Compost Activator Compost Activator
If you, like a lot of the world, are interested in preserving the environment and going green, you might consider trying your hand at composting. Compost piles have a lot of advantages, but they can take months before yielding a useable product. With the help of a compost activator, you will able to yield results in a lot less time.
How compost activators work
A compost pile is the remains of the decayed plants and vegetables leftover from last years garden. Dead leaves from the yard or house plants, remains of fruit and vegetables, eggs shells and paper towels can also be composted.
Certain fruits and plants, due to their composition, are a source of nitrogen for bacteria to feed from, thus speeding up the process. Bacteria will heat up during this process, which increases the heat of the compost pile. If you want a healthy compost pile, heat, oxygen, and nitrogen are essential. Monitor the pile closely and turn it every two or three weeks.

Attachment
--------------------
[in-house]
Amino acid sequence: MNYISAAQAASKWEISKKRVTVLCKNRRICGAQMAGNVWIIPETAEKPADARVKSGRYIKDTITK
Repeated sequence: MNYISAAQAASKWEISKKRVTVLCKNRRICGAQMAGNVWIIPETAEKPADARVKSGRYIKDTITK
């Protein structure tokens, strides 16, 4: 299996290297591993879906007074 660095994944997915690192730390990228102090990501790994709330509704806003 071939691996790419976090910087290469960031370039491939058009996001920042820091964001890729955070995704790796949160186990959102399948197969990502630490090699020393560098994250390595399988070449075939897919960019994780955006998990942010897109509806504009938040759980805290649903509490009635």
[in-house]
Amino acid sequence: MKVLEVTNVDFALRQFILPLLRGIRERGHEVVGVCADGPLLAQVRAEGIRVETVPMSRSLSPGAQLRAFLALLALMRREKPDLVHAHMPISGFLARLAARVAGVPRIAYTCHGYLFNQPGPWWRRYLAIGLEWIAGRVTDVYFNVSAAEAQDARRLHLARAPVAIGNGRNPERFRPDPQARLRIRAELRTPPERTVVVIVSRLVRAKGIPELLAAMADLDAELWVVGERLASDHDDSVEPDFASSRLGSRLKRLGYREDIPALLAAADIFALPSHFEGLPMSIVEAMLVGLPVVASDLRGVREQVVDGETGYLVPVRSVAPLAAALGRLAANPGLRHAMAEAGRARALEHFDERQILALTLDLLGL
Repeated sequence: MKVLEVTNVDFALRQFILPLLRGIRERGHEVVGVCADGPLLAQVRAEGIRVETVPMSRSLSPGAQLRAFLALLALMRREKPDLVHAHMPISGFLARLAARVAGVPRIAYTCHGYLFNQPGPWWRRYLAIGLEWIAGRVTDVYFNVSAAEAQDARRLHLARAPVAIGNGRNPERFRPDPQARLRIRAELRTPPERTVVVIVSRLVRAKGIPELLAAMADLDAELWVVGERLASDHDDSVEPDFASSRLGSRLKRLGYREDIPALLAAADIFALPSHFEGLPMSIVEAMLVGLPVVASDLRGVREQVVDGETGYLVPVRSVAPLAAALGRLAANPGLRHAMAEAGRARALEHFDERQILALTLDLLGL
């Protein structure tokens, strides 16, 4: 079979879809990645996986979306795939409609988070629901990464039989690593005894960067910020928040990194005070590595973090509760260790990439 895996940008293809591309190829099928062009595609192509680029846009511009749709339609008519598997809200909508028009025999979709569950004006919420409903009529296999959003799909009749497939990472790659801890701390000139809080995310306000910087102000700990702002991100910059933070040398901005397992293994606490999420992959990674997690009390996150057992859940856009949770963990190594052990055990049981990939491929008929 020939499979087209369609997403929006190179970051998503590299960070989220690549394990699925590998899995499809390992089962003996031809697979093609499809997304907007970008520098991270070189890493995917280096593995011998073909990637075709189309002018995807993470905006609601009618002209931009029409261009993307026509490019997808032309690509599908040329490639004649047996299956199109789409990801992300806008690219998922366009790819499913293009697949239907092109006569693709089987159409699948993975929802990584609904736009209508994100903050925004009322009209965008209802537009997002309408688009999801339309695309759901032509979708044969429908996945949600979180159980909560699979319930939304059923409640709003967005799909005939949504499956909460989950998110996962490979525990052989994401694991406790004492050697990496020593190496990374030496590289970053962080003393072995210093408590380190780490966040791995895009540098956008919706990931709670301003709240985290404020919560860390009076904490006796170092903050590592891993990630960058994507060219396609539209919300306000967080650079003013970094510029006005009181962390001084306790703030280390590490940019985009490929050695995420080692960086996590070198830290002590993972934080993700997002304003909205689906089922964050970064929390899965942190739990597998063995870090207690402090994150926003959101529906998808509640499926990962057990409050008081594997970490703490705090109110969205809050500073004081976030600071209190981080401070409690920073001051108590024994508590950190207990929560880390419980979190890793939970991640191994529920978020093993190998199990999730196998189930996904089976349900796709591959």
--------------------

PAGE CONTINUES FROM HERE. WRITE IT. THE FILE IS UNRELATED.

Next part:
TIP: Karen Thurber, our gardening expert, notes that: "Compost piles work best with a mixture of brown material (like dry leaves) and green material (like grass clippings and manure)."
Household compost activators
The following items can be used as compost activators:
• Fruit and vegetable peelings
• Used coffee grounds and tea leaves
• Leaves and grass clippings
• Leftover cooked fruits and vegetables
• Spoiled fruit and vegetables
TIP: Karen also points out: "Compost activators are commercially available. Commercial activators usually contain some sort of nitrogen in the form of: manure, blood meal, bone meal, fish meal or alfalfa meal."